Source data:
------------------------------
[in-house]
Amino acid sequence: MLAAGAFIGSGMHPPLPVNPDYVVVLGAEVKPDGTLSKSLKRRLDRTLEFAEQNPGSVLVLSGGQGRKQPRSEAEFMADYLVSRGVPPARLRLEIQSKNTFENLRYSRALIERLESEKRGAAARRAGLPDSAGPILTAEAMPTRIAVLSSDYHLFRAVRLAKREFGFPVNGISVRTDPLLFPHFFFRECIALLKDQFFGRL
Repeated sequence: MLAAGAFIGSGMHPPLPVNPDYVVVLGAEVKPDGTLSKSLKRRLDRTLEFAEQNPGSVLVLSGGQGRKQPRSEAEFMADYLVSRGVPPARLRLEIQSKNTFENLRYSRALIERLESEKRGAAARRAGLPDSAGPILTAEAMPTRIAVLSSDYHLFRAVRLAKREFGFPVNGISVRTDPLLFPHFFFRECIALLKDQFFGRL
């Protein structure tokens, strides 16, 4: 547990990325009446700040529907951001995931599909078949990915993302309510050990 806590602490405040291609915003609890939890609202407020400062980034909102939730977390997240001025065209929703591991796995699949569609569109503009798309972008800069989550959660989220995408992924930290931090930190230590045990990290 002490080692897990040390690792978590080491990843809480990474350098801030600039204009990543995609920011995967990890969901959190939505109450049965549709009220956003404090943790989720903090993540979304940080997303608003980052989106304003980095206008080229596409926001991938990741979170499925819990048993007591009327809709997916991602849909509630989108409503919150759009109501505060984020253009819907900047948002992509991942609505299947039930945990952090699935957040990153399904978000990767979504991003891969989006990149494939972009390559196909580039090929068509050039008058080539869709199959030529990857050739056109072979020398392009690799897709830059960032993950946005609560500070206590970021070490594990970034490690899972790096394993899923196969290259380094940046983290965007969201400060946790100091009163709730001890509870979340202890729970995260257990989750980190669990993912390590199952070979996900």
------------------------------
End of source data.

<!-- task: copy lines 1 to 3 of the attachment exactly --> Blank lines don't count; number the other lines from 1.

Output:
[in-house]
Amino acid sequence: MLAAGAFIGSGMHPPLPVNPDYVVVLGAEVKPDGTLSKSLKRRLDRTLEFAEQNPGSVLVLSGGQGRKQPRSEAEFMADYLVSRGVPPARLRLEIQSKNTFENLRYSRALIERLESEKRGAAARRAGLPDSAGPILTAEAMPTRIAVLSSDYHLFRAVRLAKREFGFPVNGISVRTDPLLFPHFFFRECIALLKDQFFGRL
Repeated sequence: MLAAGAFIGSGMHPPLPVNPDYVVVLGAEVKPDGTLSKSLKRRLDRTLEFAEQNPGSVLVLSGGQGRKQPRSEAEFMADYLVSRGVPPARLRLEIQSKNTFENLRYSRALIERLESEKRGAAARRAGLPDSAGPILTAEAMPTRIAVLSSDYHLFRAVRLAKREFGFPVNGISVRTDPLLFPHFFFRECIALLKDQFFGRL